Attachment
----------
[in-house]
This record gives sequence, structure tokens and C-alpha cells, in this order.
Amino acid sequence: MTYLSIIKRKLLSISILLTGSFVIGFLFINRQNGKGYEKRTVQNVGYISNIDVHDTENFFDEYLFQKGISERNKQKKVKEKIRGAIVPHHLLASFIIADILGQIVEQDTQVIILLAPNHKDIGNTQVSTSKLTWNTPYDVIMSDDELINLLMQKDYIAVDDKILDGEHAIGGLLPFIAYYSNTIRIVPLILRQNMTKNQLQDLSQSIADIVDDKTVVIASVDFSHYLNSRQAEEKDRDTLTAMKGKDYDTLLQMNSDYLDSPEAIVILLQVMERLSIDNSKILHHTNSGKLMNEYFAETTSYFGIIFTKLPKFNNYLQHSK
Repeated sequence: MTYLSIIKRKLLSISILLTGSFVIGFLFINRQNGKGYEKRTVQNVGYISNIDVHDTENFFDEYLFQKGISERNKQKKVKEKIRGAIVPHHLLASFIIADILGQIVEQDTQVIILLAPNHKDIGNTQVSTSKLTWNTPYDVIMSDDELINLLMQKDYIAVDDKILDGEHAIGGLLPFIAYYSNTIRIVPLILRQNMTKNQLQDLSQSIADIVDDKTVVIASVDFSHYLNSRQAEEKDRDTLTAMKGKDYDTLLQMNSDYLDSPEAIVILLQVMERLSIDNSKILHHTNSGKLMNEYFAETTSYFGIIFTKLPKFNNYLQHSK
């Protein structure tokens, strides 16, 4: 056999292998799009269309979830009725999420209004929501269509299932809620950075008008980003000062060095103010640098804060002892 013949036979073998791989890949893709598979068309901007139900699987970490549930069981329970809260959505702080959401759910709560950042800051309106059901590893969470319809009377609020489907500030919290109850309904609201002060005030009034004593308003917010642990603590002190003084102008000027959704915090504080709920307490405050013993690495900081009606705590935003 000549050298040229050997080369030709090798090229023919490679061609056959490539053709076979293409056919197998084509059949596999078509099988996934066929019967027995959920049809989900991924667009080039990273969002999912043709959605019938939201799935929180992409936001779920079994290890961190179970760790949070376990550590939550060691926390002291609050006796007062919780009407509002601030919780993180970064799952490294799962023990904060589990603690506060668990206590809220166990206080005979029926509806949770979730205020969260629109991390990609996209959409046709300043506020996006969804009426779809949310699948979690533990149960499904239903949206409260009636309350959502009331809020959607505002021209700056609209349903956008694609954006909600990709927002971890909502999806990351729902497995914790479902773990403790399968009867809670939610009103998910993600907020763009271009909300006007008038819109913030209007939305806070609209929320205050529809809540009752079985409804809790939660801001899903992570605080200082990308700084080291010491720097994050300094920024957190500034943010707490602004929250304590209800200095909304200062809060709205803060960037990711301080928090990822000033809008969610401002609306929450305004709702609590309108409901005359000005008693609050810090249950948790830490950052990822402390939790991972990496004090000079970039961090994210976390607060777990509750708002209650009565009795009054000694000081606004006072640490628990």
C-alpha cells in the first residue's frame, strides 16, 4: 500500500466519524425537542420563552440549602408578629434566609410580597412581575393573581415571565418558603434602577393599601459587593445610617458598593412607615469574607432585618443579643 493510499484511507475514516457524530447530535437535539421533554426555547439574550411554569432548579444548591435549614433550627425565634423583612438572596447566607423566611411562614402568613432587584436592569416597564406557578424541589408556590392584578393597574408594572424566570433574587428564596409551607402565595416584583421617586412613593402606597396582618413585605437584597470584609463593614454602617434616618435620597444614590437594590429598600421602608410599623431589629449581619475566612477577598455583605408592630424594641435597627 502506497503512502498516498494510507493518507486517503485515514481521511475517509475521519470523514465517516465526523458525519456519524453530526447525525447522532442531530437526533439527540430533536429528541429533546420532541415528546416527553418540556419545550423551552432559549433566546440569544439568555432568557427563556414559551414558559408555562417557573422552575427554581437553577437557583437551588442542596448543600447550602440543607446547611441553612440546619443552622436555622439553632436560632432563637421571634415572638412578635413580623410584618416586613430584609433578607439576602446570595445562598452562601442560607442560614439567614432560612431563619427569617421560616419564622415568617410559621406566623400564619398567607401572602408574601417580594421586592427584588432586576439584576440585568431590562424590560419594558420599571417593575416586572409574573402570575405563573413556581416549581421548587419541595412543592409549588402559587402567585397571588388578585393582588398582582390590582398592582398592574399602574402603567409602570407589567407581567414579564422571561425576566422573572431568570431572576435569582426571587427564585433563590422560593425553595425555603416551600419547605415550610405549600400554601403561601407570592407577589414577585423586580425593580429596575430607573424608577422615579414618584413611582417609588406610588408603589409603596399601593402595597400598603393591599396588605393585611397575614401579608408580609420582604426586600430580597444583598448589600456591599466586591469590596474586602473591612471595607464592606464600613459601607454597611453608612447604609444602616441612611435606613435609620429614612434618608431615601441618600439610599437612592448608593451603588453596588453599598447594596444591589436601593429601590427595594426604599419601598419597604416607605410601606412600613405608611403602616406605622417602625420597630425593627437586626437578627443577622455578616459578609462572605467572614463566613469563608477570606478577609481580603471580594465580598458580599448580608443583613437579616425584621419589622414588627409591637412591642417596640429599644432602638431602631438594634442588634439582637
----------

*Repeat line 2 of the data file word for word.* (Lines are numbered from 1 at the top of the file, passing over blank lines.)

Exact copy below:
This record gives sequence, structure tokens and C-alpha cells, in this order.